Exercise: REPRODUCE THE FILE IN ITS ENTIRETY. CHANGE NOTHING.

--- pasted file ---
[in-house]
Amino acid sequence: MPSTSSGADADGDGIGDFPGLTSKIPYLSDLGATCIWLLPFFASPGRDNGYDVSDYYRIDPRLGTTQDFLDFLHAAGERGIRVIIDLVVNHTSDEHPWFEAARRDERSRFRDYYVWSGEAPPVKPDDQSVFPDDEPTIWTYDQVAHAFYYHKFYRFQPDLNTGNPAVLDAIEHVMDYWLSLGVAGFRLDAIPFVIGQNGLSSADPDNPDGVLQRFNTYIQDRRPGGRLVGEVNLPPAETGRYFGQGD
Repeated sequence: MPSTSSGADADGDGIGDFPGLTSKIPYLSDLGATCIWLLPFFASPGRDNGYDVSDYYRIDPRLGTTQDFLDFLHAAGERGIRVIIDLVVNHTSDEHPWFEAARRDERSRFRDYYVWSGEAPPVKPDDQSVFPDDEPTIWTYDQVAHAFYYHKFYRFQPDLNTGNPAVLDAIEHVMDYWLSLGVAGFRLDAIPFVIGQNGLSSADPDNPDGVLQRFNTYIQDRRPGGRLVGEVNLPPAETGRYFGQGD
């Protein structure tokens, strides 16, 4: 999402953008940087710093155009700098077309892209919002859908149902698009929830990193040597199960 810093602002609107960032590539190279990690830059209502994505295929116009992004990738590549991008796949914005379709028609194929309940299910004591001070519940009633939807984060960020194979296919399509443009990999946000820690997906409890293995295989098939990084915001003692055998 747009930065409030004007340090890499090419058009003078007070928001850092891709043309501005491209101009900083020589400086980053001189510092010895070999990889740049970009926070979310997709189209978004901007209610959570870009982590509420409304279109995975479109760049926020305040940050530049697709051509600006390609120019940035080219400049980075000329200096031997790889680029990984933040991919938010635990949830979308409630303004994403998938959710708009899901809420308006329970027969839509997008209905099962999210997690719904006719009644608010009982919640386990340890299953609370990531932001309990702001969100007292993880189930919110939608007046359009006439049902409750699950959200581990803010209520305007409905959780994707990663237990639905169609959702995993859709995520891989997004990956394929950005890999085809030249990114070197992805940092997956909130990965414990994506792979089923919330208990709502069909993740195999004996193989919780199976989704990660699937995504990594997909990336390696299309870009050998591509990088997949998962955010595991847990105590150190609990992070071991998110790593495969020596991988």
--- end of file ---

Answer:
[in-house]
Amino acid sequence: MPSTSSGADADGDGIGDFPGLTSKIPYLSDLGATCIWLLPFFASPGRDNGYDVSDYYRIDPRLGTTQDFLDFLHAAGERGIRVIIDLVVNHTSDEHPWFEAARRDERSRFRDYYVWSGEAPPVKPDDQSVFPDDEPTIWTYDQVAHAFYYHKFYRFQPDLNTGNPAVLDAIEHVMDYWLSLGVAGFRLDAIPFVIGQNGLSSADPDNPDGVLQRFNTYIQDRRPGGRLVGEVNLPPAETGRYFGQGD
Repeated sequence: MPSTSSGADADGDGIGDFPGLTSKIPYLSDLGATCIWLLPFFASPGRDNGYDVSDYYRIDPRLGTTQDFLDFLHAAGERGIRVIIDLVVNHTSDEHPWFEAARRDERSRFRDYYVWSGEAPPVKPDDQSVFPDDEPTIWTYDQVAHAFYYHKFYRFQPDLNTGNPAVLDAIEHVMDYWLSLGVAGFRLDAIPFVIGQNGLSSADPDNPDGVLQRFNTYIQDRRPGGRLVGEVNLPPAETGRYFGQGD
């Protein structure tokens, strides 16, 4: 999402953008940087710093155009700098077309892209919002859908149902698009929830990193040597199960 810093602002609107960032590539190279990690830059209502994505295929116009992004990738590549991008796949914005379709028609194929309940299910004591001070519940009633939807984060960020194979296919399509443009990999946000820690997906409890293995295989098939990084915001003692055998 747009930065409030004007340090890499090419058009003078007070928001850092891709043309501005491209101009900083020589400086980053001189510092010895070999990889740049970009926070979310997709189209978004901007209610959570870009982590509420409304279109995975479109760049926020305040940050530049697709051509600006390609120019940035080219400049980075000329200096031997790889680029990984933040991919938010635990949830979308409630303004994403998938959710708009899901809420308006329970027969839509997008209905099962999210997690719904006719009644608010009982919640386990340890299953609370990531932001309990702001969100007292993880189930919110939608007046359009006439049902409750699950959200581990803010209520305007409905959780994707990663237990639905169609959702995993859709995520891989997004990956394929950005890999085809030249990114070197992805940092997956909130990965414990994506792979089923919330208990709502069909993740195999004996193989919780199976989704990660699937995504990594997909990336390696299309870009050998591509990088997949998962955010595991847990105590150190609990992070071991998110790593495969020596991988």